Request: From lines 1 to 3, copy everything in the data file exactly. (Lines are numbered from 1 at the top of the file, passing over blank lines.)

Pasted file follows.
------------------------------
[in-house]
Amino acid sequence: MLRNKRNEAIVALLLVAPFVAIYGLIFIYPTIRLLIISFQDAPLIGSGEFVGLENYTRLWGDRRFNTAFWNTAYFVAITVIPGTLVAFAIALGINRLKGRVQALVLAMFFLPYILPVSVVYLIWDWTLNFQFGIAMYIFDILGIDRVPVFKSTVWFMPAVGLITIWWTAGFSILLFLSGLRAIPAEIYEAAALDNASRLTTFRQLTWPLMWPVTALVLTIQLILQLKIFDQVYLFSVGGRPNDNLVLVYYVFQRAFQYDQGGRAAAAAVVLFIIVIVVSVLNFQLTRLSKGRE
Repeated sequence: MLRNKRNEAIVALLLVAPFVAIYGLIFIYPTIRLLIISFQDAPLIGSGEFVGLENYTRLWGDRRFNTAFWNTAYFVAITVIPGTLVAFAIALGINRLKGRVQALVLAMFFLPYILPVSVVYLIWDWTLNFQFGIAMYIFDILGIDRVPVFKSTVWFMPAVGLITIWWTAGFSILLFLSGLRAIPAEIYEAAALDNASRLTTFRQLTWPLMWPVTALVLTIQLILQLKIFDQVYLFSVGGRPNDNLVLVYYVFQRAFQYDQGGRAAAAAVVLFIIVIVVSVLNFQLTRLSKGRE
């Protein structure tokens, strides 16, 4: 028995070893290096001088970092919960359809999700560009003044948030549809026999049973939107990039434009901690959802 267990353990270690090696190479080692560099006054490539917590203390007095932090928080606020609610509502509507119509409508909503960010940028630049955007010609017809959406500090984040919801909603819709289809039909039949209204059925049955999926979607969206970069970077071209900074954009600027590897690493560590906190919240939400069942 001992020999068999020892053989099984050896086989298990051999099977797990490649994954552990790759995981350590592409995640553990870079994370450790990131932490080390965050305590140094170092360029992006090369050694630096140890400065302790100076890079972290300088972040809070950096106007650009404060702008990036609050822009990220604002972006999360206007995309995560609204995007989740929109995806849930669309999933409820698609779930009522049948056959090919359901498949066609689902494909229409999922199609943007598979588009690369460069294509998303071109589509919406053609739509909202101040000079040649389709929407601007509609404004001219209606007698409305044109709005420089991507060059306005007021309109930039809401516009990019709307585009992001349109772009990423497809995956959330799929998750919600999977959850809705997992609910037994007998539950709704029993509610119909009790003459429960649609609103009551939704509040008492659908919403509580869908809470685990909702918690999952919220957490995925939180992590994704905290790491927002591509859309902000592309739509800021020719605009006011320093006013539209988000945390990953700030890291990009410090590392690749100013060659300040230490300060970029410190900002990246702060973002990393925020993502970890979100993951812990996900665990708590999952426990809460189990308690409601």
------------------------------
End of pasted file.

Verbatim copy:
[in-house]
Amino acid sequence: MLRNKRNEAIVALLLVAPFVAIYGLIFIYPTIRLLIISFQDAPLIGSGEFVGLENYTRLWGDRRFNTAFWNTAYFVAITVIPGTLVAFAIALGINRLKGRVQALVLAMFFLPYILPVSVVYLIWDWTLNFQFGIAMYIFDILGIDRVPVFKSTVWFMPAVGLITIWWTAGFSILLFLSGLRAIPAEIYEAAALDNASRLTTFRQLTWPLMWPVTALVLTIQLILQLKIFDQVYLFSVGGRPNDNLVLVYYVFQRAFQYDQGGRAAAAAVVLFIIVIVVSVLNFQLTRLSKGRE
Repeated sequence: MLRNKRNEAIVALLLVAPFVAIYGLIFIYPTIRLLIISFQDAPLIGSGEFVGLENYTRLWGDRRFNTAFWNTAYFVAITVIPGTLVAFAIALGINRLKGRVQALVLAMFFLPYILPVSVVYLIWDWTLNFQFGIAMYIFDILGIDRVPVFKSTVWFMPAVGLITIWWTAGFSILLFLSGLRAIPAEIYEAAALDNASRLTTFRQLTWPLMWPVTALVLTIQLILQLKIFDQVYLFSVGGRPNDNLVLVYYVFQRAFQYDQGGRAAAAAVVLFIIVIVVSVLNFQLTRLSKGRE